There are OTHER reasons you may need a host in the permissions field, EVEN IF the host already has the Access-Control-Allow-Origin header set to *. If you need programatic access to the host’s cookies, and you declare the “cookies” permission in the manifest, then you’ll also need to declare the host in the permissions field. This is only if you need to access the cookies without making an XHR request. The documentation on the cookies permission field states that “To use the cookies API, you must declare the “cookies” permission in your manifest, along with host permissions for any hosts whose cookies you want to access.”

It’s important to understand this because at some point in the evolution of your Chrome extension, you may find that you separate your web server into and, so that your marketing website can live at and your extension makes calls to Since Chrome extensions don’t allow you to future-proof your code you may have missed putting in the permissions when you first launched. And if you add it later, your extension will become disabled for everyone until they accept your new permissions, which can be catastrophic to the user base for an extension. So, instead of updating the permissions field, you only need to set your server to allow cross origin requests.

It’s also important to understand this because you don’t want to scare off users when they click the “Install” button and get the permissions warning popup. If you list hosts in “permissions”, the user will be told that you want to have the ability to change the data on those sites. If you don’t, and just handle it via the the web server, you can reduce potentially scary permissions warnings.

Now, let’s talk about sending cookies with XmlHttpRequests.

Now that you understand what is and isn’t required to make cross origin requests, let’s talk about sending cookies with these requests.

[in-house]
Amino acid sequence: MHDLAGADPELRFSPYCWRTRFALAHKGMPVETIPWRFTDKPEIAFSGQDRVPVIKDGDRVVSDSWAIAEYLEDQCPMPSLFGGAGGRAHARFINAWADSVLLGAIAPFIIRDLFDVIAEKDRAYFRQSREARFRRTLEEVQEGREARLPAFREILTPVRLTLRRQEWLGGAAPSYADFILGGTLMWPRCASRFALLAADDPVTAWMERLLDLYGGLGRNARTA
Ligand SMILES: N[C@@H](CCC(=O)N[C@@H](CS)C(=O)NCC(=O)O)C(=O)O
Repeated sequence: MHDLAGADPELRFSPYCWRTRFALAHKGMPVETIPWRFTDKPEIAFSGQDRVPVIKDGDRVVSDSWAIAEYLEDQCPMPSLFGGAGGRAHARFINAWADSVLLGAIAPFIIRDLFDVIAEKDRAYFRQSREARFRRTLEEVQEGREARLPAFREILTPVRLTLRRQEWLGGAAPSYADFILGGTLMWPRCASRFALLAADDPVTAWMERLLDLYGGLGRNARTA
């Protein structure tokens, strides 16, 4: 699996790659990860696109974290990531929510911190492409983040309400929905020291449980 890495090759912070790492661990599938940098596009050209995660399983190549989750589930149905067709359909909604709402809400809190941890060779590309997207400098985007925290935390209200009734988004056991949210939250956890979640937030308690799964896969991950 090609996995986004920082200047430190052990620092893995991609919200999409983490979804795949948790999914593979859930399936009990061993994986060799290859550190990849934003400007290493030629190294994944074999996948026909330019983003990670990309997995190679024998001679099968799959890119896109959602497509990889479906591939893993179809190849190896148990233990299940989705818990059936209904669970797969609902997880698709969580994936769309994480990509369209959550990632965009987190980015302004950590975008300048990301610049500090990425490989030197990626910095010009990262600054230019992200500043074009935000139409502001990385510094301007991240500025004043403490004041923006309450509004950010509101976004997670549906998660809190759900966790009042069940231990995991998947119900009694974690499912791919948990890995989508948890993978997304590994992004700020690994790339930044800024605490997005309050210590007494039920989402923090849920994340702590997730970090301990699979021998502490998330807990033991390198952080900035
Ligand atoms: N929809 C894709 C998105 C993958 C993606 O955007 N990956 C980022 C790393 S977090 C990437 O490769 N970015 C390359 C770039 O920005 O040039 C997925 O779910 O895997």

First, you do not need to declare the “cookies” permission in your manifest.json, even though most developers assume you do. Google doesn’t do a good job of explaining what this “cookies” permission is for, but it’s NOT for passing along cookies in XHR requests. And as discussed above, you don’t necessarily need to declare the host in your “permissions” field either.

What you DO need to do is set .withCredentials=true in your XMLHttpRequest. That’s it. That’s how I’m doing it with GMass as well. Here’s a more detailed explanation of when .withCredentials is necessary. It’s not necessary for non-cross origin requests, so if the XHR call is being made from the same domain as the destination domain of the XHR request, then .withCrednetials has no effect. But for a Chrome extension’s content script the “origin” is the Chrome extension itself, and so you’re almost always making a cross-origin request when making an XHR call.

But here’s the tricky part. In the latest version of Chrome, you’ll think the cookies AREN’T being sent, when they actually are.

That’s because a recent update to the Chrome Developer Tools made using the Network tab a lot trickier. If you’re using the Network tab to monitor your XHR requests your Chrome extension is making, you’ll often see “Provisional headers shown” for the Request Headers, and you won’t see a Cookie section, so you’ll assume Cookies aren’t being sent. Perhaps you won’t then even try to retrieve the cookie on the server side. It took me a long time to figure this one out. This stack overflow article explains that a recent change to Chrome has made it so that you have to modify a few Chrome flags (chrome://flags) if you want to see the full headers, including any cookies being sent.

Once you make that change, you’ll see that your cookies are being sent.

Leave a Reply

Your email address will not be published. Required fields are marked *